So one day, I ask him about Genesis 19:30. You know, the story about how Lot’s daughters got him drunk and basically Did Daddy? How, I asked him, does this jive with his notion that the Bible is the unadulterated word of God? Is God therefore saying that it’s OK for fathers and daughters to have sex?

    To his credit, he didn’t miss a beat. He just shrugged his shoulders and said, “You know what? There’s a lot of weird shit in the Old Testament”. That’s the nearest I ever got to him conceding a point to me.

    So if it makes you feel any better, I annoy the fundamentalists, too. ;>)

    -Smith

  15. Bad says:

    Oh it’s not quite that simple. The Gospels were written over time, and in the time since the very early church, opinions on the Jews soured considerably (and they were written in Greek, not Hebrew, making the idea that they were written by Jews for Jews a little strained). Despite claiming to be foudned in Judiasm, the Christian movement found very few Jewish converts (and no major rabbis) and this became a source of resentment amongst early Christians. In addition, the failed Judiac rebellion that ended in the extremely traumatic destruction of the Temple was taken as a sign of major disfavor on the Jews.

    This is actually one reason why scholars think the Gospel of Mark, which is likely the earliest published, was written after the destruction of the temple: many elements in it seem to reference or retrodict this event (like the cursing of the fig tree, the tearing of the temple cloth). The Gospels, in fact, are almost all absurdly defferential to the Romans: portraying Pilate, who was in history reknowned as being bloodthirsty as a troubled but thoughtful ruler, or portraying a Roman convert as a constrast to sneering Pharisees.

    At the very least, we’re talking about a very strained relationship, and even the early Christians who were Jews were major outsiders: seen as part of a strange cult rather than an offshoot of Judiasm.

  16. phillychief says:

    Frankly, I see a doctorate in divinity like having a doctorate in Star Wars or Star Trek. Purely silly, but something a lot of people take seriously. Btw, I’m still waiting for a legitimate Star Trek apologetic for the human looking Klingons of the original series and the way they looked in all other Star Trek shows and movies.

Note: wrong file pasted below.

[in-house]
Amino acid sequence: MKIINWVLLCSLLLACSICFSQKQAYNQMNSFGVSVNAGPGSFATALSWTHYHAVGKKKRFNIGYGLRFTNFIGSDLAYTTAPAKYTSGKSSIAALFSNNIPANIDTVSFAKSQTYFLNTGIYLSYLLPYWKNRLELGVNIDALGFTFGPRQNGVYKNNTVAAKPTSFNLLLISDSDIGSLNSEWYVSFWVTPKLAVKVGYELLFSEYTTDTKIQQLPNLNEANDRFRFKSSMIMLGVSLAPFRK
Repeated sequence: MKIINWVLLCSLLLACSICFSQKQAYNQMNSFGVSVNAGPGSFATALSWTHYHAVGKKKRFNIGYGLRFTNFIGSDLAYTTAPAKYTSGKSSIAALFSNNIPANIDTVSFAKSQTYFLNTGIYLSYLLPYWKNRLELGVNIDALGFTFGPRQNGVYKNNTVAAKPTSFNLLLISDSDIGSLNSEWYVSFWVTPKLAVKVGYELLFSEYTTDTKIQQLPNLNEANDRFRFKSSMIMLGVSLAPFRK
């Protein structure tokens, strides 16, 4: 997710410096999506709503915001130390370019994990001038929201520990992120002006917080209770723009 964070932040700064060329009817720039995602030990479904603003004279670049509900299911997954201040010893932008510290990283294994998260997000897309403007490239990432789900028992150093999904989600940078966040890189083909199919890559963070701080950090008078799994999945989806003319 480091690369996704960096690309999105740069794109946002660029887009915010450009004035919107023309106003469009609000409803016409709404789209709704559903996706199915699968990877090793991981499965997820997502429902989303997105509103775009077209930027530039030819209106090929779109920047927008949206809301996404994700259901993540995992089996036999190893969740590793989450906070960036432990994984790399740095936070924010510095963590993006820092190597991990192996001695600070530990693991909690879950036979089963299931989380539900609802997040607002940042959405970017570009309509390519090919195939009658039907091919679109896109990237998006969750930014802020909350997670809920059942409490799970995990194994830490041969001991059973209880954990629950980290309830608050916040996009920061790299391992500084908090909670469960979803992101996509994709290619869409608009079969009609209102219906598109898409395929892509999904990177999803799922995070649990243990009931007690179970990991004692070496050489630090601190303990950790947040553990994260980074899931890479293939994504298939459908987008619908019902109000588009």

17. Frankly, I see a doctorate in divinity like having a doctorate in Star Wars or Star Trek. Purely silly, but something a lot of people take seriously.

    Frankly, I take Star Wars and Star Trek far more seriously than I take divinity. But I knew you’d get a chuckle out of that one. Think of it as my Christmas present to you. ;>)

    Btw, I’m still waiting for a legitimate Star Trek apologetic for the human looking Klingons of the original series and the way they looked in all other Star Trek shows and movies.

    Wellllll, that’s just the way they did it in the 60’s. Of course, a die hard Theist would say that since God made Man in His image, it stands to reason that he also made Klingons in his image.

    (tongue planted firmly in cheek)

    -smith

  18. Arrrgggghhhh! Screwed up the blockquote! I’m so ashamed! Blogmaster, help!

  19. phillychief says:

    But that doesn’t explain the contradiction between and this both being Klingon. The apologetic that they were made in a god’s image just further complicates things. And man and smooth Klingon and bumpy Klingon are all the image of god? Very confusing indeed.

  20. Ohhh, I missed your point. I thought you were asking how it was that humans and Klingons looked so much alike in the original series. Now I see what you were really driving at. Look at this way:

    Series in perpetual danger of being canceled and with tiny budget = smooth Klingons.

    Blockbuster movie series with budget bigger than many third world nations =bumpy Klingons.

    Or, if one wanted to use a little more imagination, one could perhaps argue that just as there are different types of humans (caucasian, negro, and mongolian), perhaps there is more than one type of Klingon (smooth, bumpy). The mind boggles. :)

  21. (and they were written in Greek, not Hebrew, making the idea that they were written by Jews for Jews a little strained).

    Not at all. Most biblical scholars consider the Gospels of Mark, and especially of Matthew, to have bee written by Jews, although it is doubtful that they were actually written by Mark or Matthew. Matthew in particular attempts to demonstrate how Jesus fulfilled the prophecies of the Tanakh (what Christians refer to as the Old Testament). Such a book was almost certainly written by a Jew for a Jewish audience, since, for the most part, only Jews would have known or, more importantly, cared about ancient Jewish prophecies. To what degree the author succeeded in his aim is another matter entirely.

    As far as the language is concerned, that is not so problematic as it appears. Greek was the Lingua Franca of the day, and in any event some Biblical scholars believe those to gospels were originally written in Aramaic.

    Your other points about friction between early Christians and Jews are well made, however.

  22. Bad says:

    Again, I just think the idea is strained. It’s like saying that Joseph Smith’s Book of Mormon was a book by a Christian for Christians. The reality is that, while technically true, it doesn’t capture the reality of the thing, which is of a fringe sect that ultimately was never taken seriously by significant numbers of Jews or, to any respect I am aware, any educated rabbis of the time. They were singularly unimpressed.

  23. You just don’t want to give me my cookie. ;>)

  24. […] on Christmas” fund-raising gimmick seems particularly good way to close out our recent silly season of holiday hysteria. Drop the whole “War on Christmas” thing: It’s tiresome, and you’ve raised enough money on […]